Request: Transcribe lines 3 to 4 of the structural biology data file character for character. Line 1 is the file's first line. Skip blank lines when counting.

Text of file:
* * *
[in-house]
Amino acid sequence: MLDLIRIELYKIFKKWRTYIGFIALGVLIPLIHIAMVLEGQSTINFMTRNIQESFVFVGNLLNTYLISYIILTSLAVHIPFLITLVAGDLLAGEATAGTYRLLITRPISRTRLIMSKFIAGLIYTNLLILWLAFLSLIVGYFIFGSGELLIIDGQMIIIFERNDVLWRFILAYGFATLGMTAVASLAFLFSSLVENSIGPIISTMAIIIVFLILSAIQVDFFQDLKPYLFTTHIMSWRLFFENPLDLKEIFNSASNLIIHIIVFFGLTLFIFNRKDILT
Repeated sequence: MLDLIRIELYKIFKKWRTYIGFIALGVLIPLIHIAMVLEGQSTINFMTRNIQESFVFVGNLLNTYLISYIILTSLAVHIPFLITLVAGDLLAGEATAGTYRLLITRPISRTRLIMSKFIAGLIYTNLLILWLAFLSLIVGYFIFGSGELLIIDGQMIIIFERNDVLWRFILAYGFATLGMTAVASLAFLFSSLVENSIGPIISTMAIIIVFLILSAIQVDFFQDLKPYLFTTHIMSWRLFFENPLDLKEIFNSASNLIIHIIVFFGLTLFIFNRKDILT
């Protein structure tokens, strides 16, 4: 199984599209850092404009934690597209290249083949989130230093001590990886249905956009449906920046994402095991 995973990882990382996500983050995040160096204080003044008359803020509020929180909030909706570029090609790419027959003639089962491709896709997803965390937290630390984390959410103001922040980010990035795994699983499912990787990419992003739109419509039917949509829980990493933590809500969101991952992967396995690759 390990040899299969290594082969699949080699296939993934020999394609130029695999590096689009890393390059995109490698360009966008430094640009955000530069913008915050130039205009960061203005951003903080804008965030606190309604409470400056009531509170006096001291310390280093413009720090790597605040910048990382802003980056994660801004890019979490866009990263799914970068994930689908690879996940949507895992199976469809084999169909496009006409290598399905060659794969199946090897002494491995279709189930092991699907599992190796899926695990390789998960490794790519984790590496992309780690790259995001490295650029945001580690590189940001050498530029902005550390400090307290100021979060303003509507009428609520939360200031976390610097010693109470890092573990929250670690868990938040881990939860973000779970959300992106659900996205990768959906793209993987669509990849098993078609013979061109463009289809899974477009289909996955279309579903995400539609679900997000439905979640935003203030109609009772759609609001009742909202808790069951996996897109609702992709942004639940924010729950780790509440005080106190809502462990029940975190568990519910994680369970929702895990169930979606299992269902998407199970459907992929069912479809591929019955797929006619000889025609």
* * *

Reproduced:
Repeated sequence: MLDLIRIELYKIFKKWRTYIGFIALGVLIPLIHIAMVLEGQSTINFMTRNIQESFVFVGNLLNTYLISYIILTSLAVHIPFLITLVAGDLLAGEATAGTYRLLITRPISRTRLIMSKFIAGLIYTNLLILWLAFLSLIVGYFIFGSGELLIIDGQMIIIFERNDVLWRFILAYGFATLGMTAVASLAFLFSSLVENSIGPIISTMAIIIVFLILSAIQVDFFQDLKPYLFTTHIMSWRLFFENPLDLKEIFNSASNLIIHIIVFFGLTLFIFNRKDILT
């Protein structure tokens, strides 16, 4: 199984599209850092404009934690597209290249083949989130230093001590990886249905956009449906920046994402095991 995973990882990382996500983050995040160096204080003044008359803020509020929180909030909706570029090609790419027959003639089962491709896709997803965390937290630390984390959410103001922040980010990035795994699983499912990787990419992003739109419509039917949509829980990493933590809500969101991952992967396995690759 390990040899299969290594082969699949080699296939993934020999394609130029695999590096689009890393390059995109490698360009966008430094640009955000530069913008915050130039205009960061203005951003903080804008965030606190309604409470400056009531509170006096001291310390280093413009720090790597605040910048990382802003980056994660801004890019979490866009990263799914970068994930689908690879996940949507895992199976469809084999169909496009006409290598399905060659794969199946090897002494491995279709189930092991699907599992190796899926695990390789998960490794790519984790590496992309780690790259995001490295650029945001580690590189940001050498530029902005550390400090307290100021979060303003509507009428609520939360200031976390610097010693109470890092573990929250670690868990938040881990939860973000779970959300992106659900996205990768959906793209993987669509990849098993078609013979061109463009289809899974477009289909996955279309579903995400539609679900997000439905979640935003203030109609009772759609609001009742909202808790069951996996897109609702992709942004639940924010729950780790509440005080106190809502462990029940975190568990519910994680369970929702895990169930979606299992269902998407199970459907992929069912479809591929019955797929006619000889025609």